title:  "Company blog finally online"
  created_at: "2014-02-01"
  author: "Torsten Bühl"

  The article's content goes here ...

... and can be used in our Article objects. Additionally to the content method, which just retrieves the content of the file without the front matter block, I introduced an excerpt method. excerpt either returns the content, or an excerpt if the following HTML comment is used within the article.

This will be the excerpt
This will be the rest of the content

That's it! Dead simple as I said before. Oh wait, we still need the markdown parsing and syntax highlighting. I learned most of it from this Railscast episode. First, we need to add these two gems to our Gemfile

# Gemfile.rb
gem 'redcarpet' # For the Markdown parsing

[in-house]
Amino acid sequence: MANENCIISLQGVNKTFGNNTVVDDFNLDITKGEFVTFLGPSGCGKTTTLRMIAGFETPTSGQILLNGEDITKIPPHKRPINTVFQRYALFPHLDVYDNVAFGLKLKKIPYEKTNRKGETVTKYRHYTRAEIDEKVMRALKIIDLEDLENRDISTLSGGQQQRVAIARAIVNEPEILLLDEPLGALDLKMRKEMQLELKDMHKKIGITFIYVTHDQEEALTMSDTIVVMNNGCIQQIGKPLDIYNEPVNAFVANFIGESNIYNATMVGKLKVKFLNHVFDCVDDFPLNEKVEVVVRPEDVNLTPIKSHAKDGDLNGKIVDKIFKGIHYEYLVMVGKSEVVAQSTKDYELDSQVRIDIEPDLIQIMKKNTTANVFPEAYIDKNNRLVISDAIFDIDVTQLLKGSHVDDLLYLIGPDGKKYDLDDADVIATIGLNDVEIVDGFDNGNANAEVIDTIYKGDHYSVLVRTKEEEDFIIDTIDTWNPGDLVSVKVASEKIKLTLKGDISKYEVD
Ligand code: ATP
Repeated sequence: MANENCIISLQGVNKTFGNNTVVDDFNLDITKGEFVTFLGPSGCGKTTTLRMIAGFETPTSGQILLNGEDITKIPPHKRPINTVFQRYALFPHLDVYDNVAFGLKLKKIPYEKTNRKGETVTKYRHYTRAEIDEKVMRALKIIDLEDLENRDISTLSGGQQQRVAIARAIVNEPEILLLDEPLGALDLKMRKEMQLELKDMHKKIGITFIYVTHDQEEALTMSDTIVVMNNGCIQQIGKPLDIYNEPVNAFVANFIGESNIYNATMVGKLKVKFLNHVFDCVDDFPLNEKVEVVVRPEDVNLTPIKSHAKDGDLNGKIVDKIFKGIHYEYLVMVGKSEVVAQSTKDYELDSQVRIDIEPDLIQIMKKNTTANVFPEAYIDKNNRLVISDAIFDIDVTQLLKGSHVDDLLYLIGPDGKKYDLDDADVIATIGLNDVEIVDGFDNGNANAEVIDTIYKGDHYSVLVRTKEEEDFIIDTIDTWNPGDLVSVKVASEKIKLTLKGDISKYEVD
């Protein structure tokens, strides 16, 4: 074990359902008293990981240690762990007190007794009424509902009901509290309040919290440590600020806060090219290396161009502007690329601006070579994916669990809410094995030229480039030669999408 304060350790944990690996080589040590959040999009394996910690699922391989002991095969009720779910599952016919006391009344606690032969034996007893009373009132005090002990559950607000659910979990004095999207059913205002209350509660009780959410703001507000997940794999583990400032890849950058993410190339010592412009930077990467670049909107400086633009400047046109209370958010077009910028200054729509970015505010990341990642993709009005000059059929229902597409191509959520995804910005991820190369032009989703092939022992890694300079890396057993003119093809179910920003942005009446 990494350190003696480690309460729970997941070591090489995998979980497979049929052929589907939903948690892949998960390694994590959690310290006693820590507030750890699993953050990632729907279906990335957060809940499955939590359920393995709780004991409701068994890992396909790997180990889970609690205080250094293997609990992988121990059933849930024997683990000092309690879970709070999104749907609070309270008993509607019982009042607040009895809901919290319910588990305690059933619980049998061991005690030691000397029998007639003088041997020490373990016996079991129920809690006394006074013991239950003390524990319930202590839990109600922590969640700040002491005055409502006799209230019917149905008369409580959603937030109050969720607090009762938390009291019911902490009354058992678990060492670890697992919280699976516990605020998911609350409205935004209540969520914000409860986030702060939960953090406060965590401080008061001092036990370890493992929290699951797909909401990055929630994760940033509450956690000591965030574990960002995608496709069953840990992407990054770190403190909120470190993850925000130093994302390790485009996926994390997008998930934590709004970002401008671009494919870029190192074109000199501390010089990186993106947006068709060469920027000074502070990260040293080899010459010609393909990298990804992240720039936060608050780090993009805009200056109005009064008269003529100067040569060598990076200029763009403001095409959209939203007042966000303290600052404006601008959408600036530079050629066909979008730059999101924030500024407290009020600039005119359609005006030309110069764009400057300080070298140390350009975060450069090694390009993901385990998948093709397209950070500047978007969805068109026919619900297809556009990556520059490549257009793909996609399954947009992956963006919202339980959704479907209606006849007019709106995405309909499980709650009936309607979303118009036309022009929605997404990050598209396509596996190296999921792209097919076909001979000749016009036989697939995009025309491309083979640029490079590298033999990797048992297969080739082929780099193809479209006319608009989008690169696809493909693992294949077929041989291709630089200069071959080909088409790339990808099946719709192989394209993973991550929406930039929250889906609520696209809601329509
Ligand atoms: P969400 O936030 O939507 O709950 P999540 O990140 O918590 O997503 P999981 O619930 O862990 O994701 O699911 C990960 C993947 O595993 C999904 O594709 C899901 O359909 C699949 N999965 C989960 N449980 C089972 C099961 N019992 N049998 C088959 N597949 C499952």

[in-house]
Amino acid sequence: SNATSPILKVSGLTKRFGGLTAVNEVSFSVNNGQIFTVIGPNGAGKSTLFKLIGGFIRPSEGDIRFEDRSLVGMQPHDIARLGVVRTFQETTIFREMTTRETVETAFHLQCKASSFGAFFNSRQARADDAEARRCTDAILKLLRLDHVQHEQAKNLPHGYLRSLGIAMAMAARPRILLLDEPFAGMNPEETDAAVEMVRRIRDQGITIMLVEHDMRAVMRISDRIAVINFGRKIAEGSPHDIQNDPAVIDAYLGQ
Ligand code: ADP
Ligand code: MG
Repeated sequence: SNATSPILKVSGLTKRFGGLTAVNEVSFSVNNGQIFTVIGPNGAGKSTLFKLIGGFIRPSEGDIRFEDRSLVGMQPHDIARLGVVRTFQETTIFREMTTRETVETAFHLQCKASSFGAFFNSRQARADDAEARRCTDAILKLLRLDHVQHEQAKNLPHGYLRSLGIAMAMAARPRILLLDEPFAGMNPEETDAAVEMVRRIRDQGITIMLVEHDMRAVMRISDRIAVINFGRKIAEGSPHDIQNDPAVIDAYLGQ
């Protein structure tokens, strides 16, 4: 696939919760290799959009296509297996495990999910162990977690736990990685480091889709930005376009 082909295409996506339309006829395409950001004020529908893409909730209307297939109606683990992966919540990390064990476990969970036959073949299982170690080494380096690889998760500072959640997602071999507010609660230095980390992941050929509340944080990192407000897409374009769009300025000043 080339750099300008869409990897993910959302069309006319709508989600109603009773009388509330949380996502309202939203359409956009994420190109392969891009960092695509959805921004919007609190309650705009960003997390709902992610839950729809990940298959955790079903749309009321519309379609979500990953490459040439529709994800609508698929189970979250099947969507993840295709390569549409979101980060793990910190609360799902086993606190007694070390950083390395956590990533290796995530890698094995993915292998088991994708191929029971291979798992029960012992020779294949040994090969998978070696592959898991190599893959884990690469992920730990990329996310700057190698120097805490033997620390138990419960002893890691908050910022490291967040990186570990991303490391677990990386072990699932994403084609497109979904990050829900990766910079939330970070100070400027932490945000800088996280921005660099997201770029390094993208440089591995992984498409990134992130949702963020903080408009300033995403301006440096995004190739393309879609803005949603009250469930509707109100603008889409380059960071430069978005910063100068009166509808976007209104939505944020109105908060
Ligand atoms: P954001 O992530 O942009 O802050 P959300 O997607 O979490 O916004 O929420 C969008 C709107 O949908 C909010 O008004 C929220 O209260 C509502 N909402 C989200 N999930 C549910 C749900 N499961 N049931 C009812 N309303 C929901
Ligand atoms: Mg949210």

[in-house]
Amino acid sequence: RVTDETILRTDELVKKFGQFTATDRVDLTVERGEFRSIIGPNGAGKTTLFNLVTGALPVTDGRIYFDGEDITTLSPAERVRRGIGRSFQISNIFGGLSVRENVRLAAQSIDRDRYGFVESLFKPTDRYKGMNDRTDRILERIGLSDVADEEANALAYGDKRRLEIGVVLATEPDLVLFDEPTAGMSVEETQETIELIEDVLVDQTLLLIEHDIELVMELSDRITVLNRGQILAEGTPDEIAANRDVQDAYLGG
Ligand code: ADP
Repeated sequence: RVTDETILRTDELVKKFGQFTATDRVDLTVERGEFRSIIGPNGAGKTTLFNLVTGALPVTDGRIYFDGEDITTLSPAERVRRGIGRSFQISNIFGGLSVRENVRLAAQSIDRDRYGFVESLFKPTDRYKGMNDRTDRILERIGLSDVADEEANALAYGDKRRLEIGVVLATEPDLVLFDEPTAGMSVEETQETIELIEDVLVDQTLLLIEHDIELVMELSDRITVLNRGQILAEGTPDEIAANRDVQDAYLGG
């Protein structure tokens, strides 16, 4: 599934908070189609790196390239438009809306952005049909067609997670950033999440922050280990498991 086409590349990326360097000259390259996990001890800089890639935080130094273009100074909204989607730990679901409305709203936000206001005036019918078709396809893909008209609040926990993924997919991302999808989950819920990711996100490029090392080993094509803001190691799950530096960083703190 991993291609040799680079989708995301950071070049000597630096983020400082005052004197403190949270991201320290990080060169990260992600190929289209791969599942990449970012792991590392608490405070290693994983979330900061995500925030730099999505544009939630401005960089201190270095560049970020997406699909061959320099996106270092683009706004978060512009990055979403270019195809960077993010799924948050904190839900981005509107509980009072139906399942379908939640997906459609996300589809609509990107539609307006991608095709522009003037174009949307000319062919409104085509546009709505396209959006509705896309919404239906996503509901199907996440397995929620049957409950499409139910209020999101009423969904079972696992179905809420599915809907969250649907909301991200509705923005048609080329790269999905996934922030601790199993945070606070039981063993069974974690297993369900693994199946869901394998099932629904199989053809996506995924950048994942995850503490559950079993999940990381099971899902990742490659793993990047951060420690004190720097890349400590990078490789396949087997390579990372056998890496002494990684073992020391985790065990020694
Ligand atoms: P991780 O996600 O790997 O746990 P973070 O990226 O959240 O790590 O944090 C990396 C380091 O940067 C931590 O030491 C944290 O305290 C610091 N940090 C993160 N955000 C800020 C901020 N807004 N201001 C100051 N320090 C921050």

gem 'pygments.rb' # Syntax highlighting

For the the pygments.rb gem to work, you need to have Python installed on your machine. If that isn't an option for you, Ryan Bates shows other gems here. Now we create the markdown and preserve_markdown (only needed with Haml) methods in our helper file.

# app/helpers/blog_helper.rb
module BlogHelper
  class HTMLwithPygments < Redcarpet::Render::HTML
    def block_code(code, language)
      Pygments.highlight(code, lexer: language)

  def markdown(text)
    renderer = true, filter_html: true)
    options = {
      autolink: true,
      no_intra_emphasis: true,
      fenced_code_blocks: true,